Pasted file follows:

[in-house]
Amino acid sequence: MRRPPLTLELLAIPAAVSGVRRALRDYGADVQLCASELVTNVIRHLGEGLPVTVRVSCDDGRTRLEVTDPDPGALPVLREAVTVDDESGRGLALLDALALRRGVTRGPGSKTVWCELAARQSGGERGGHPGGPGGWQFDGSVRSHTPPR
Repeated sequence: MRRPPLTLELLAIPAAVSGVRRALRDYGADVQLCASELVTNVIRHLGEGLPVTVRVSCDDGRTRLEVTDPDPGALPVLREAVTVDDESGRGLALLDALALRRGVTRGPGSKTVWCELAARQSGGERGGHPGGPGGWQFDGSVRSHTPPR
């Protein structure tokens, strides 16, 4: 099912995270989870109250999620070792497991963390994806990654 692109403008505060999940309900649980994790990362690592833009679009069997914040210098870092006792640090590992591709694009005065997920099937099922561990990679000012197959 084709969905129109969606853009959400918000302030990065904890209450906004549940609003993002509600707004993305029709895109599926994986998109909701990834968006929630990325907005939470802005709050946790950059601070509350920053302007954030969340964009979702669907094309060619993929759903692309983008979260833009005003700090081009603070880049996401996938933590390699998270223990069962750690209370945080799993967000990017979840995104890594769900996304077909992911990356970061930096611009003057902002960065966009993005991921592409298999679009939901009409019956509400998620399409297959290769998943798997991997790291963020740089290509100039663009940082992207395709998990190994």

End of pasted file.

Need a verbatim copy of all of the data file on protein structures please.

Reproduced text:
[in-house]
Amino acid sequence: MRRPPLTLELLAIPAAVSGVRRALRDYGADVQLCASELVTNVIRHLGEGLPVTVRVSCDDGRTRLEVTDPDPGALPVLREAVTVDDESGRGLALLDALALRRGVTRGPGSKTVWCELAARQSGGERGGHPGGPGGWQFDGSVRSHTPPR
Repeated sequence: MRRPPLTLELLAIPAAVSGVRRALRDYGADVQLCASELVTNVIRHLGEGLPVTVRVSCDDGRTRLEVTDPDPGALPVLREAVTVDDESGRGLALLDALALRRGVTRGPGSKTVWCELAARQSGGERGGHPGGPGGWQFDGSVRSHTPPR
């Protein structure tokens, strides 16, 4: 099912995270989870109250999620070792497991963390994806990654 692109403008505060999940309900649980994790990362690592833009679009069997914040210098870092006792640090590992591709694009005065997920099937099922561990990679000012197959 084709969905129109969606853009959400918000302030990065904890209450906004549940609003993002509600707004993305029709895109599926994986998109909701990834968006929630990325907005939470802005709050946790950059601070509350920053302007954030969340964009979702669907094309060619993929759903692309983008979260833009005003700090081009603070880049996401996938933590390699998270223990069962750690209370945080799993967000990017979840995104890594769900996304077909992911990356970061930096611009003057902002960065966009993005991921592409298999679009939901009409019956509400998620399409297959290769998943798997991997790291963020740089290509100039663009940082992207395709998990190994």